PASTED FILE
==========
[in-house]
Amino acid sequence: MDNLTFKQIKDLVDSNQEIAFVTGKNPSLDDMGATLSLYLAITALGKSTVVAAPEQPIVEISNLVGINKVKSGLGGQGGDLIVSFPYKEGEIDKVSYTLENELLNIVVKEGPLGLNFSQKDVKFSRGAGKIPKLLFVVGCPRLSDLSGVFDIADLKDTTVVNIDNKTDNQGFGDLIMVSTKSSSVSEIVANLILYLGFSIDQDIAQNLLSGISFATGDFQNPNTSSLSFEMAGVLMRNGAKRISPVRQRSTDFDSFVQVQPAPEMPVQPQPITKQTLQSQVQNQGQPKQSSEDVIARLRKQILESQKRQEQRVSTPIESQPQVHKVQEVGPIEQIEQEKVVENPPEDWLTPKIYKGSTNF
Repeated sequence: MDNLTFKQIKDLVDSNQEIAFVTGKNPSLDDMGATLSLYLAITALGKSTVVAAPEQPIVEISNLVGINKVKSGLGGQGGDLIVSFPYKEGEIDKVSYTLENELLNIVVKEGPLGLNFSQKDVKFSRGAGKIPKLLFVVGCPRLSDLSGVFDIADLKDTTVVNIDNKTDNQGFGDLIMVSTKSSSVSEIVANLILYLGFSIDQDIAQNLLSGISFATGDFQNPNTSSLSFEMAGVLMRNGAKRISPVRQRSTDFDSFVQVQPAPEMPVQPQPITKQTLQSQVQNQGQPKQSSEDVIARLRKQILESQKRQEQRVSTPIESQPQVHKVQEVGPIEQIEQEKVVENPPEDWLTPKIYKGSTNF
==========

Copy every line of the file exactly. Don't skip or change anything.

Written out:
[in-house]
Amino acid sequence: MDNLTFKQIKDLVDSNQEIAFVTGKNPSLDDMGATLSLYLAITALGKSTVVAAPEQPIVEISNLVGINKVKSGLGGQGGDLIVSFPYKEGEIDKVSYTLENELLNIVVKEGPLGLNFSQKDVKFSRGAGKIPKLLFVVGCPRLSDLSGVFDIADLKDTTVVNIDNKTDNQGFGDLIMVSTKSSSVSEIVANLILYLGFSIDQDIAQNLLSGISFATGDFQNPNTSSLSFEMAGVLMRNGAKRISPVRQRSTDFDSFVQVQPAPEMPVQPQPITKQTLQSQVQNQGQPKQSSEDVIARLRKQILESQKRQEQRVSTPIESQPQVHKVQEVGPIEQIEQEKVVENPPEDWLTPKIYKGSTNF
Repeated sequence: MDNLTFKQIKDLVDSNQEIAFVTGKNPSLDDMGATLSLYLAITALGKSTVVAAPEQPIVEISNLVGINKVKSGLGGQGGDLIVSFPYKEGEIDKVSYTLENELLNIVVKEGPLGLNFSQKDVKFSRGAGKIPKLLFVVGCPRLSDLSGVFDIADLKDTTVVNIDNKTDNQGFGDLIMVSTKSSSVSEIVANLILYLGFSIDQDIAQNLLSGISFATGDFQNPNTSSLSFEMAGVLMRNGAKRISPVRQRSTDFDSFVQVQPAPEMPVQPQPITKQTLQSQVQNQGQPKQSSEDVIARLRKQILESQKRQEQRVSTPIESQPQVHKVQEVGPIEQIEQEKVVENPPEDWLTPKIYKGSTNF